Of all forms of abuse, sexual abuse is the most likely to go unreported; particularly when it happens to a child. Parents and teachers often miss the hints that are dropped by a child who has been victimized by child sexual abuse. The child is testing the waters for a reaction and when the hints are missed, the opportunity to help is gone.
When child sexual abuse is reported
There is recent research that indicates that the old presumption that children will give one detailed, clear account of child sexual abuse is false. Disclosures of abuse often come out gradually, sometimes as a series of hints. The first hint is often used by the child to test the adult’s reaction; they may then follow-up with a bigger or clearer hint if the first hint was handled well. Sadly, hints are often missed by adults and it turns into a lost opportunity to provide help to the child. In addition to children dropping information in hints, it is important to understand that disclosure is often delayed until adulthood because children fear a negative reaction or of being further harmed by the abuser.
Male children are even less likely than female children to report being sexual abused. This could be partly attributed to the fact that men feel societal pressure to be proud of early sexual activity, even if it was unwanted.
According to a study of adults called “Children and Young People Disclosing Sexual Abuse: An Introduction to the Research,” suggests that factors such as the relationship to the perpetrator, age at the first incident of abuse, use of physical force, severity of abuse and demographic variables like gender and ethnicity impact a child’s likelihood of disclosing abuse.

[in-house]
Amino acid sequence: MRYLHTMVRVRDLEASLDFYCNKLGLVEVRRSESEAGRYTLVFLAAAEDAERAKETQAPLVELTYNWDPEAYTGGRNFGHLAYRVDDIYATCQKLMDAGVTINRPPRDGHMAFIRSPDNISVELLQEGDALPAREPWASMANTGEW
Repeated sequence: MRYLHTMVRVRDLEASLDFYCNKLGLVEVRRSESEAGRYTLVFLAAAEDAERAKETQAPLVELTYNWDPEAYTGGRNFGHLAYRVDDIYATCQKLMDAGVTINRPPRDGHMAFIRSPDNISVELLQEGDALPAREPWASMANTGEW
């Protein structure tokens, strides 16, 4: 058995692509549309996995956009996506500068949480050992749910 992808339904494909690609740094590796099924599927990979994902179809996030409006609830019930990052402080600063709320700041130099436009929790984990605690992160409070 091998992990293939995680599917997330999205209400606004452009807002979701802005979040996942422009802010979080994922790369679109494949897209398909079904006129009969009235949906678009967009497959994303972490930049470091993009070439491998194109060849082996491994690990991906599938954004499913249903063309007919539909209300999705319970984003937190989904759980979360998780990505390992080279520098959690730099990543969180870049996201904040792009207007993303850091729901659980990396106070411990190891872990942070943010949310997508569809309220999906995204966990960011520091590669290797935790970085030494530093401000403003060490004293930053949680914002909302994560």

When children do disclose sexual abuse:
- It is often to a friend or sibling but of all adults, mothers are most likely to be told.
- It is rare for children to report abuse to authorities or professionals but teachers are most likely to be told of those in this group.
Professionals used to wrongly promote the idea that children frequently report false accounts of abuse. Current research shows a lack of systematic evidence that false allegations are common as are recantations of abuse.
Who perpetrates child sexual abuse?
The majority is sexual abuse perpetrators (about 60 percent) are known to the child but are not family members. Commonly these are people trusted by the family such as family friends, babysitters, child care providers and neighbors.
About 30 percent of sexual abuse perpetrators are family members while only about 10 percent are strangers.
It is important to understand that not all perpetrators are adults. In approximately 23 percent of reported cases of child sexual abuse, the perpetrator is also under the age of 18.
A civil injury lawyer, also called a personal injury lawyer is the best type of attorney to handle a civil case for the victim of sexual assault. If you were victimized by a sexual assault, seek the guidance of a civil injury attorney who can go over the details of your case and help you fight for damages.
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